Bridgeport Fire Department

Serving Bridgeport and it's surrounding communities since 1891

Fire Safety...


Sparky says!

Planning and practicing a home fire escape plan is a smart thing to do. Get together with your family to draw a plan of your home that includes all windows and doors. Here are some important tips to help you make your plan: 


1. Two Ways Out: Every room should have two ways out. One way out would be the door and the second way out may be a window. If your first way out is blocked by fire or smoke you should use your second way out. Emergency escape from a second story window may involve using a home fire safety ladder. If your escape plan includes an escape ladder, practice using it from a first floor window with a grown-up.


2. Working Smoke Alarms: Make sure your home has at least one smoke alarm on every level and outside the sleeping areas. If you sleep with your bedroom door closed, ask a grown-up to install a smoke alarm inside your bedroom. Ask a grown-up to test your smoke alarms each month by pushing the test button, and to replace the batteries once a year or when it makes a chirping sound which means the battery is running low.


NOTE: Newer smoke alarms have a universal signal repetition of 3 beeps, followed by a 1 1/2 second pause.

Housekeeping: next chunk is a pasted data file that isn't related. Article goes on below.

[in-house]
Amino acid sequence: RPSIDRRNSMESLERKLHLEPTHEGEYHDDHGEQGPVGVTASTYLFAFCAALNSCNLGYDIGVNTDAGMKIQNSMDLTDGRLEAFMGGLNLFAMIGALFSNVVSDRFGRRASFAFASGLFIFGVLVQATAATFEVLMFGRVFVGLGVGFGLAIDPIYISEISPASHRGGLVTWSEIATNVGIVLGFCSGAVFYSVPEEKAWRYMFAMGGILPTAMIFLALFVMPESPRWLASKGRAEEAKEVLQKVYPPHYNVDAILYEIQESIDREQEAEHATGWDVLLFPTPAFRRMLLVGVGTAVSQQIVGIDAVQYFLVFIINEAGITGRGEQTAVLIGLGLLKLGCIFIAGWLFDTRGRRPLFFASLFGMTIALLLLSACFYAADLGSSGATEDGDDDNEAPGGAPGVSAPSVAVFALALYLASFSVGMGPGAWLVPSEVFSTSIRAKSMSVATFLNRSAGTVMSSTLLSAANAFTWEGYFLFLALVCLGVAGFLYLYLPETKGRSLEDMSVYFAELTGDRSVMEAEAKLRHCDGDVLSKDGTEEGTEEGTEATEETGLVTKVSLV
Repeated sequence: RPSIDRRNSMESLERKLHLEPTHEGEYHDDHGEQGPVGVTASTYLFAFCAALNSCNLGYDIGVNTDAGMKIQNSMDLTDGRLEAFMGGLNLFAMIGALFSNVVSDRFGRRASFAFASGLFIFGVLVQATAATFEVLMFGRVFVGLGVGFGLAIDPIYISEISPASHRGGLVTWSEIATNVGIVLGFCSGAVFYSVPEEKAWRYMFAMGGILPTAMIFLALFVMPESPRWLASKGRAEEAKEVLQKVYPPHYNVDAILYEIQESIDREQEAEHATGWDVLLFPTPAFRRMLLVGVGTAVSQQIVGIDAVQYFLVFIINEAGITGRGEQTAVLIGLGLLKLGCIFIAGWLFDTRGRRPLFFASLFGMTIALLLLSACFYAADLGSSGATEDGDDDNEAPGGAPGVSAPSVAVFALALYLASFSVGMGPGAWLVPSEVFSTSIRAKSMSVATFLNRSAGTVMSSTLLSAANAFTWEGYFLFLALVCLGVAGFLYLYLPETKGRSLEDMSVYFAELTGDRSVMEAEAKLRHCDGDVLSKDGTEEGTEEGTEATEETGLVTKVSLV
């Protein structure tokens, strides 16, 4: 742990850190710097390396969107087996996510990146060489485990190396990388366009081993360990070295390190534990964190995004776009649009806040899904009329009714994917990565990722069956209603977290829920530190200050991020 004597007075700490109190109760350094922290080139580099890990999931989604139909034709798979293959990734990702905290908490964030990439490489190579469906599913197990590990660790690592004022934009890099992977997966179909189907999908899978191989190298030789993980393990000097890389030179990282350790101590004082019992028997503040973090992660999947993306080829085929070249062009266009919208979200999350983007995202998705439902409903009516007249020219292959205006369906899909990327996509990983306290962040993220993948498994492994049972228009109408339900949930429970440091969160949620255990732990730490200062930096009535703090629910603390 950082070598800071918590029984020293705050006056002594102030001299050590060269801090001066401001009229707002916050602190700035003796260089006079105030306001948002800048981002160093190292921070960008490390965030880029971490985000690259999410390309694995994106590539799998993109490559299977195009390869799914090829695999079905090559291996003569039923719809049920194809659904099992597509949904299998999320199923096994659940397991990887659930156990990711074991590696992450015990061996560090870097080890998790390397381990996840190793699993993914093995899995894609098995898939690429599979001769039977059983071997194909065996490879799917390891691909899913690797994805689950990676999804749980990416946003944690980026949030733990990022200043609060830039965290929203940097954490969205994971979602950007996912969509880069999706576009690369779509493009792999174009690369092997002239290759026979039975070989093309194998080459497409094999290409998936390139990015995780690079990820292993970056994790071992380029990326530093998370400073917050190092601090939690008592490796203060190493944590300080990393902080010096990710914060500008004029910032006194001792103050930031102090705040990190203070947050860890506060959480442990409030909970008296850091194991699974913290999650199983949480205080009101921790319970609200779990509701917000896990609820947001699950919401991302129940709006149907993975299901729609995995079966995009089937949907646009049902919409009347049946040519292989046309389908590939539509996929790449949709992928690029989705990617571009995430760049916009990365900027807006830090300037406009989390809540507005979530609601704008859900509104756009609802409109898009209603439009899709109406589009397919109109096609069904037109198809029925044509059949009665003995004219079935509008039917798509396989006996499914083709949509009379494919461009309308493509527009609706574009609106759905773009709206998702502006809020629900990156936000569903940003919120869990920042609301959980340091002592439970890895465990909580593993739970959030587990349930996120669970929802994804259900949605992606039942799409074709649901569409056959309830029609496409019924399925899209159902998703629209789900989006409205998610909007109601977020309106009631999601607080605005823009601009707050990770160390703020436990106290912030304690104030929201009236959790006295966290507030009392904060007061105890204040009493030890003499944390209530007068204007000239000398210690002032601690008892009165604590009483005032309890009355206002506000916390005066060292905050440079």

3. Outside Meeting Place: Pick a family meeting place outside the home, where everyone will meet once they have escaped. A good meeting place would be a tree, a streetlight, a telephone pole, or a neighbor's home. Be sure to stay a safe distance from emergency vehicles.


4. Lots of Practice: Practice your plan with your family at least twice a year. Get your family together for tonight and practice your "great escape." Remember: Never go back inside a burning building. Once out, stay out!


If you live in an apartment building, here is some special information for you. In some cases, the safest action when a fire alarm sounds may be to stay inside your apartment and protect yourself from smoke until the fire department arrives. This is called a "passive escape." If escaping is your best course of action, follow your escape plan unless there is immediate danger. Take your key with you in case you are forced to return to your apartment. Always use the stairs - never the elevator- in case of fire alarms. An elevator may stop at a floor where the fire is burning or it may malfunction and trap you.


If you are unable to leave the building, use your passive escape.

•Seal all doors and vents with duct tape or towels to prevent smoke from entering the room.

•Open a window at the top and bottom so fresh air can enter. Be ready to close the window immediately if it draws smoke into the room.

•Call the fire department and let them know that you are still inside the building.

•Wave a flashlight or light colored cloth at the window to let the fire department know where you are located.

•Be patient. Rescuing all the occupants of a high-rise building can take a long time.

 

Visit http://www.nfpa.org/safety-information for more helpful information